We’ve all seen the color gaffes before: the chartreuse blouse prints less green than the actual product or the red dress prints more orange than intended, or the navy coat loses its luster and turns blackish. Whatever the case may be if your customers aren’t seeing the true color of the product in your catalog you are opening up your brand to problems from credibility to lost sales opportunities to higher customer return rates.
Color management is vitally important for all types of product marketing productions, especially when it comes to setting realistic expectations and authentically showcasing your products. Read on to learn about how you can get the best color matching system for accurate on-press match printing.
Why Is Color Management Important for Brand Assets?
Color matching for printing is essential for brand consistency and accurately representing the products for sale in your catalog. Unfortunately in the world of print, many colors that look accurate on screen can look noticeably different when printed due to paper type, ink quality, press calibration, and type of printing press equipment.
Implementing professional color management solutions ensures your brand assets will be accurately calibrated and color-matched to specific print specifications.
Key components that experienced prepress professionals implement include:
- Measuring color with high-quality spectrometric tools coupled with modern International Color Consortium (ICC) profile
- RGB to CMYK colorspace conversions that ensure predictable outcomes
- Calibrate the color of the catalog imagery to the print reproduction characteristics
- G7 proofing technology with paper simulation techniques
When all these factors are considered in advance, the likelihood of a successful print campaign is confidently improved including faithful reproduction of colors in the Pantone color matching system.
Without color management, you risk:
- Inaccurate color printing results in schedule delays, waste, and lost revenue.
- Misrepresentation of your brand, which negatively impacts your reputation.
- Unreliable reproduction of your products in print which can ruin customer expectations and damage the customer experience.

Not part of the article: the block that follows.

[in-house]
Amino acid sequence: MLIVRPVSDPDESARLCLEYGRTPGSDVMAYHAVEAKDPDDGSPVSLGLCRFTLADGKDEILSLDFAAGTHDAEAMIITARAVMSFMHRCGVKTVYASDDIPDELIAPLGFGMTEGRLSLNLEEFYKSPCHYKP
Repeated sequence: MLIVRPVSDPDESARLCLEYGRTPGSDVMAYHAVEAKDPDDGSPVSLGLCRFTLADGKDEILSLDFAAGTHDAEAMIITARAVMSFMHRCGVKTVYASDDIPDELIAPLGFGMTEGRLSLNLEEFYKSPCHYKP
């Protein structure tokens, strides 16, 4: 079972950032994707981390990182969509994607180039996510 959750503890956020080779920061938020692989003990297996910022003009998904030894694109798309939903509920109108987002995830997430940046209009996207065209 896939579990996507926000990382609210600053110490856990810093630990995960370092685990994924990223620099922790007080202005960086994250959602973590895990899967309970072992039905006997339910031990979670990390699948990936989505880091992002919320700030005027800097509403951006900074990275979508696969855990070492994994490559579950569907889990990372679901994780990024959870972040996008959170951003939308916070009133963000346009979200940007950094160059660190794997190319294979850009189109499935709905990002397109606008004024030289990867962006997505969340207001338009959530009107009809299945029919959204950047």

- Higher than average levels of customer returns due to color discrepancies
Pantone Color Matching System and CMYK
In the world of printing, finding the right color and then inking accurately is far from an exact science.
In commercial four-color printing and/or process color printing, the usual primary colors are Cyan, Magenta, and Yellow along with black ink (also called the key – which is where the “K” in CMYK comes from).
CMYK can produce over 16,000 color combinations. Interestingly, the human eye is capable of seeing beyond one million colors, this is where we start to see the color limitations and trade-offs that exist in CMYK printing and the associated mechanical processes of transferring ink to paper.
What is PMS Then?
PMS stands for Pantone Matching System. Much like the CMYK color spectrum wheel, PMS solid colors are uniquely used in printed matter where accuracy is paramount.
The Pantone Matching System is intended to be a way for printers to replicate tones and colors using a specific standardized guideline that is repeatable across many different print suppliers.
Because of this ability to achieve and preserve consistency, Pantone colors are used as a baseline standard for everything from company logos to trademarks to national and state flags. While Pantone colors can be built with a four-color mix (like CMYK), this often results in a color that is a close match but not a perfect match.
Can you give me an example?
Think of Coca-Cola’s iconic red logo. ‘Coke Red’ as PMS 1788 C has been a consistent brand standard since 1941. As the chart illustrates Coke Red as PMS 1788 C ink is a specified formula that will always be the same shade of red.
If you were to try to reproduce Coca-Cola’s red using the CMYK color mix process you will get slight shifts in the final shade of red due to the way inks lay one on top of the other (in the industry it is known as a trap).
There are 2 ways that Pantone colors standardize the way ink goes on paper in the print process:
- As a spot color or fifth color
As you can see in the graphic below, PMS (Pantone) as a spot color is the most faithful representation of the actual color that Coca-Cola specifies.
Something important to understand is that PMS as a spot color can only be used for solid color printing. In other words, you can print your Coke logo or Tiffany & Co box in a perfectly formulated PMS ink.
Tiffany & Co is another excellent example where using a specifically formulated Pantone PMS ink versus a blend of CMYK inks ensures consistent color standards for this epic brand.